Ugandan army crosses into South Sudan to evacuate citizens

Ugandan forces cross a bridge in Elegu, Uganda just south of the border with South Sudan. PHOTO: Al Jazeera

A heavily-armed Ugandan military convoy has crossed into South Sudan to evacuate citizens trapped by recent fighting in the capital, Juba, according to officials.

The operation comes a day after the United Nations warned of the possibility of fresh fighting in Juba, despite a two-day ceasefire that followed a major outbreak of violence, in which almost 300 people were killed.

The Ugandan army convoy of around 50 lorries escorted by machinegun-mounted armoured vehicles crossed the border on Thursday at Nimule, some 200km from Juba, to open up a secure corridor for fleeing civilians.

Al Jazeera has learned that the Ugandan forces have already reached the town of Nasitu, 20 kilometres south of Juba as of 1200 GMT.

Al Jazeera has also learned that the entry of Ugandan forces into South Sudanese territory has been authorised by the government of President Salva Kiir.

“We plan to go to Juba to extract 3,000 Ugandans stranded by fighting, but that number may grow as we will evacuate anyone who wants to leave of any nationality,” said army chief Brigadier Leopold Kyanda to the AFP news agency.

“There may even be some South Sudanese who want to leave.”

“Juba is totally peaceful and calm now and we do not expect any problems. The problems could be on the road where there are some few thugs. The first responsibility of any UPDF soldier is to protect himself and we are confident in this,” Kyanda said.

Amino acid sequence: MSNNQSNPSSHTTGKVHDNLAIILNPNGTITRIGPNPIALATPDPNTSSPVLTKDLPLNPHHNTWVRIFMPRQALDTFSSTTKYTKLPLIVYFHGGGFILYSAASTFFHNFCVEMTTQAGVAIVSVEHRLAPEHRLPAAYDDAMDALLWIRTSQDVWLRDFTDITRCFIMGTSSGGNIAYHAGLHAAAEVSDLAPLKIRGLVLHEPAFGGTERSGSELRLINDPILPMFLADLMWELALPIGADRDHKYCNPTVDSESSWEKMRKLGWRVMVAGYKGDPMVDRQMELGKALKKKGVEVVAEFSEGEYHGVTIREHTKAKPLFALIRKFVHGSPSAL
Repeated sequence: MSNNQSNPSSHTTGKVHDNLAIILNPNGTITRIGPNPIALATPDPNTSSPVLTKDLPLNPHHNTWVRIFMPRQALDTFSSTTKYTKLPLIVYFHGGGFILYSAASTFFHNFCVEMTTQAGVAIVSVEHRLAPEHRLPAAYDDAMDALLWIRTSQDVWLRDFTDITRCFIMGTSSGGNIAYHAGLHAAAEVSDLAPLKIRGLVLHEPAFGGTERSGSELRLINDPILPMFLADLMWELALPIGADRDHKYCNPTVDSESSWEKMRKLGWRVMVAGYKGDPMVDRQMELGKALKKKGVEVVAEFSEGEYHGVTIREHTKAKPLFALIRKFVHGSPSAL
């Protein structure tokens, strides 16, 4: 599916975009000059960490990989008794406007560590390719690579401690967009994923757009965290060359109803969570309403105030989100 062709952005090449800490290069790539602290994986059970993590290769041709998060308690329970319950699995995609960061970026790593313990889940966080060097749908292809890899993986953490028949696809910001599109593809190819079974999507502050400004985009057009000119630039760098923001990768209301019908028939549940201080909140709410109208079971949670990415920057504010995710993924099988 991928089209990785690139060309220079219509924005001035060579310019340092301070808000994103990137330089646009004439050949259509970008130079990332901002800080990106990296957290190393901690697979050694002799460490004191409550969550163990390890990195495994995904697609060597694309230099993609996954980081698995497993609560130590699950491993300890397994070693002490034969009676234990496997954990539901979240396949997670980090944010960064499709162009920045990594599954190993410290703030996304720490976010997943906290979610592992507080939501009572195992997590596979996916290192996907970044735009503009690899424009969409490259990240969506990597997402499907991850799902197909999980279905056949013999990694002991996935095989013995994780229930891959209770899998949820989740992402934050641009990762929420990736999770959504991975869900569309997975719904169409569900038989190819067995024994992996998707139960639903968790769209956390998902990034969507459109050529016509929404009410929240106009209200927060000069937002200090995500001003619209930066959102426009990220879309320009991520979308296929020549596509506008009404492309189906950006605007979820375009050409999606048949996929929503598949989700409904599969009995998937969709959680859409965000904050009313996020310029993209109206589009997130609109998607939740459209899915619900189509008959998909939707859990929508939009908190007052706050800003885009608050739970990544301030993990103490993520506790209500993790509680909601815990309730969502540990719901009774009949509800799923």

Kyanda said that the mission would probably last “two to three days”.

Al Jazeera reported from Uganda’s capital, Kampala, that Ugandan military as saying there are about 3,000 Ugandan civilans in Juba, so many of those empty lorries deployed were to “bring back their civilians home”.

“Meanwhile, South Sudanese refugees who have been crossing from South Sudan into northern Uganda have complained that South Sudanese soldiers have been beating them, looting their property and some of them have been blocked from crossing,” Webb added.

“These are the kind of risks civilians have been saying that they are facing, so this is the reason that the Ugandan army are deployed to bring back its civilians home.”

The Ugandan army joined the conflict in South Sudan soon after it began in December 2013, fighting on the side of President Kiir against a rebel force led by Riek Machar, now the country’s first vice president.

The Ugandan presence helped prevent the capital from falling into rebel hands while its attack helicopters were deployed to bomb rebel soldiers out of regional towns. Ugandan troops only pulled-out late last year.